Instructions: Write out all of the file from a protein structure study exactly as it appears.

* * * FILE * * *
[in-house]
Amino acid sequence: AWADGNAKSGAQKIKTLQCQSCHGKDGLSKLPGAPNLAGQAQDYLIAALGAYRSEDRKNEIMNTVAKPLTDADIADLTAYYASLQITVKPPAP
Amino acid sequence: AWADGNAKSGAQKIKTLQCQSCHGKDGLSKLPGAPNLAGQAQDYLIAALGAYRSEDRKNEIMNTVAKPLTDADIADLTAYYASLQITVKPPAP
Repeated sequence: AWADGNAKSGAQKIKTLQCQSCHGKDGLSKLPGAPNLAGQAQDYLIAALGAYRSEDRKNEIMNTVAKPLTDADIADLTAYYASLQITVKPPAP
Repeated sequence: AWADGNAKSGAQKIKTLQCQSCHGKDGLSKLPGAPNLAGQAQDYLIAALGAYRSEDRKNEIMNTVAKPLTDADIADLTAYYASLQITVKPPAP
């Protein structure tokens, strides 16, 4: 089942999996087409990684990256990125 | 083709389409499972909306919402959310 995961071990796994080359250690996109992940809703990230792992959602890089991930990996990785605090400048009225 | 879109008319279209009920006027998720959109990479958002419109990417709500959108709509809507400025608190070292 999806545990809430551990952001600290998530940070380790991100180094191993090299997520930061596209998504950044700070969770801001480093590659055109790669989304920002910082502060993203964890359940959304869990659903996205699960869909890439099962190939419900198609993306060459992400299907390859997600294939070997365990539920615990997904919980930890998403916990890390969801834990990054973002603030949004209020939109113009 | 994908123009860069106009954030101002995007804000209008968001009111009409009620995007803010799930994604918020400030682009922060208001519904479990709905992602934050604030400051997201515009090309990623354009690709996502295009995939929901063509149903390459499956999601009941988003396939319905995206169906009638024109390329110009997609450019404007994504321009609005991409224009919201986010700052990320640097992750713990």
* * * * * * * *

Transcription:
[in-house]
Amino acid sequence: AWADGNAKSGAQKIKTLQCQSCHGKDGLSKLPGAPNLAGQAQDYLIAALGAYRSEDRKNEIMNTVAKPLTDADIADLTAYYASLQITVKPPAP
Amino acid sequence: AWADGNAKSGAQKIKTLQCQSCHGKDGLSKLPGAPNLAGQAQDYLIAALGAYRSEDRKNEIMNTVAKPLTDADIADLTAYYASLQITVKPPAP
Repeated sequence: AWADGNAKSGAQKIKTLQCQSCHGKDGLSKLPGAPNLAGQAQDYLIAALGAYRSEDRKNEIMNTVAKPLTDADIADLTAYYASLQITVKPPAP
Repeated sequence: AWADGNAKSGAQKIKTLQCQSCHGKDGLSKLPGAPNLAGQAQDYLIAALGAYRSEDRKNEIMNTVAKPLTDADIADLTAYYASLQITVKPPAP
């Protein structure tokens, strides 16, 4: 089942999996087409990684990256990125 | 083709389409499972909306919402959310 995961071990796994080359250690996109992940809703990230792992959602890089991930990996990785605090400048009225 | 879109008319279209009920006027998720959109990479958002419109990417709500959108709509809507400025608190070292 999806545990809430551990952001600290998530940070380790991100180094191993090299997520930061596209998504950044700070969770801001480093590659055109790669989304920002910082502060993203964890359940959304869990659903996205699960869909890439099962190939419900198609993306060459992400299907390859997600294939070997365990539920615990997904919980930890998403916990890390969801834990990054973002603030949004209020939109113009 | 994908123009860069106009954030101002995007804000209008968001009111009409009620995007803010799930994604918020400030682009922060208001519904479990709905992602934050604030400051997201515009090309990623354009690709996502295009995939929901063509149903390459499956999601009941988003396939319905995206169906009638024109390329110009997609450019404007994504321009609005991409224009919201986010700052990320640097992750713990």